Wade-Smith Says UNESCO World Heritage Status Past its Sell-By Date

One of the original signatories of Liverpool’s World Heritage Status agreement with UNESCO has said the accolade has become more of a hinderance than a help to the city.

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One of the original signatories of Liverpool’s World Heritage Status agreement with UNESCO has said the accolade has become more of a hinderance than a help to the city.

David Wade Smith, the chairman of Downtown in Business, Liverpool, was commenting on reports that Liverpool is to be ‘deleted’ from the World Heritage site list.

The business leader said:

“Winning UNESCO World Heritage Status (WHS) in 2004 marked a major mile stone at the beginning of Liverpool’s remarkable and miraculous 21st Century renaissance. 

“All too often, however, awards, titles and status prove to be the killer of ambition. They can result in dampening spirits and draining the oxygen from the atmosphere that’s so vital for a thriving culture of creativity and enterprise.

“So it is with Liverpool’s UNESCO World Heritage Status. 

“The title was awarded in recognition of the City’s stunning 18th, 19th and early 20th century architecture. From the extensive Waterfront, up along Water Street, Castle Street, Dale Street, William Brown Street and on up to Hope Street and the Georgian Quarter. A city with more listed buildings than any other City outside of London.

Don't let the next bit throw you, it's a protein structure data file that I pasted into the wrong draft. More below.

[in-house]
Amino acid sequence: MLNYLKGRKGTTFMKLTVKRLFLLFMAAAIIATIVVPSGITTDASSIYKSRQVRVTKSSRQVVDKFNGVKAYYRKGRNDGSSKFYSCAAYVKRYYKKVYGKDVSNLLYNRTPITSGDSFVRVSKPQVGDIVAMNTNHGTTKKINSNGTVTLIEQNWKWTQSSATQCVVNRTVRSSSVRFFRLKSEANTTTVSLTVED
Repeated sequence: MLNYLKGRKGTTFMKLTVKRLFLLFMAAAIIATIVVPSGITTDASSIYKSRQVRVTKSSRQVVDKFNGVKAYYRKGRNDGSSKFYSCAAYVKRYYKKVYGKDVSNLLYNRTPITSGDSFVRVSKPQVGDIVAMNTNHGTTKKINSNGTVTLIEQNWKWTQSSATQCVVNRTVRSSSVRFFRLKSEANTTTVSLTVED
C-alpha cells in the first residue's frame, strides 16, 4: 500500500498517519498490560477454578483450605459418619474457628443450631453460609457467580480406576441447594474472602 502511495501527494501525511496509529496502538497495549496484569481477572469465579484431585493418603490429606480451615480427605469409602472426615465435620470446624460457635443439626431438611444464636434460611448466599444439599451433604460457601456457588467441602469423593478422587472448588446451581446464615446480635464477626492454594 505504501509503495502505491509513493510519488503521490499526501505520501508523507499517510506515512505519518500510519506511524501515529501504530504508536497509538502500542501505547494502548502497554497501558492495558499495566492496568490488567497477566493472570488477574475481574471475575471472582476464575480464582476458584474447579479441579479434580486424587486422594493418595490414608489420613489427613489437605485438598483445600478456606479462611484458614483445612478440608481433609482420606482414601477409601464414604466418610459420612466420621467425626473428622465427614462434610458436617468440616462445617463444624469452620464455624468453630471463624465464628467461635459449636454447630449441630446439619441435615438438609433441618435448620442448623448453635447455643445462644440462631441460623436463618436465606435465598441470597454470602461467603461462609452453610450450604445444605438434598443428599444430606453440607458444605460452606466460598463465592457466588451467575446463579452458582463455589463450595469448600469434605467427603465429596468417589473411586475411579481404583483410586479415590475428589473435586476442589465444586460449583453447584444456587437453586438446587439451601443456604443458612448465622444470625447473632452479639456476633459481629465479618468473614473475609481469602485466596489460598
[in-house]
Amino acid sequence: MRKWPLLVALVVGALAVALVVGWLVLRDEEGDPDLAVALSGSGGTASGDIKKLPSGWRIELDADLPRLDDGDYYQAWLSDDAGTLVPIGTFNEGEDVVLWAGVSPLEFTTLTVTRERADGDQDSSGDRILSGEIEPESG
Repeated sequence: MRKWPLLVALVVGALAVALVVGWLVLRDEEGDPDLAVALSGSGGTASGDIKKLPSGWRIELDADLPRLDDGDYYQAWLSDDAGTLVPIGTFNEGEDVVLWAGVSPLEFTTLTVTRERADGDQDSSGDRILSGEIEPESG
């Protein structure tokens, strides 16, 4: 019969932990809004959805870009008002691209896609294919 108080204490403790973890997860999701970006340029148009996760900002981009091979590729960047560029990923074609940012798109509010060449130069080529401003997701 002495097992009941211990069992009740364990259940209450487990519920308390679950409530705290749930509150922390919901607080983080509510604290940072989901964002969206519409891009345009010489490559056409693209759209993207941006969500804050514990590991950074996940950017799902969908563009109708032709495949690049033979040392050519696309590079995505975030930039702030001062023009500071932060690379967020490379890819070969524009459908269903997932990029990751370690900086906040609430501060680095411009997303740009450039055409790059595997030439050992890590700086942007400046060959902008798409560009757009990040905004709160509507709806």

What a heritage! A heritage built on international and global mercantile achievements.”

Wade Smith continued: 

“So, what of the future? 

How does Liverpool move forward? Whilst international trade and commerce are still vitally important; the future is digital, online and….‘working from home?’.

The future is about leisure, sport, entertainment, media and marketing. It’s about Liverpool as a city of learning and a centre of excellence for health and well-being. 

Liverpool’s renaissance as a capital of culture, a safe city, UNESCO World Music City and the number 1 visited city outside London and Edinburgh are all just a few of the scholarship prizes we have amassed in recent years. 

Whilst it may be possible for UNESCO to take away our WHS ‘badge’, it is impossible for them to erase our ownership of one of the most architecturally beautiful Cities in the World. “We must ensure that the next generation, with a hand in the future, are not held hostage by this ‘status’ awarded by an institution whose feet appear to be firmly stuck in the past.” 

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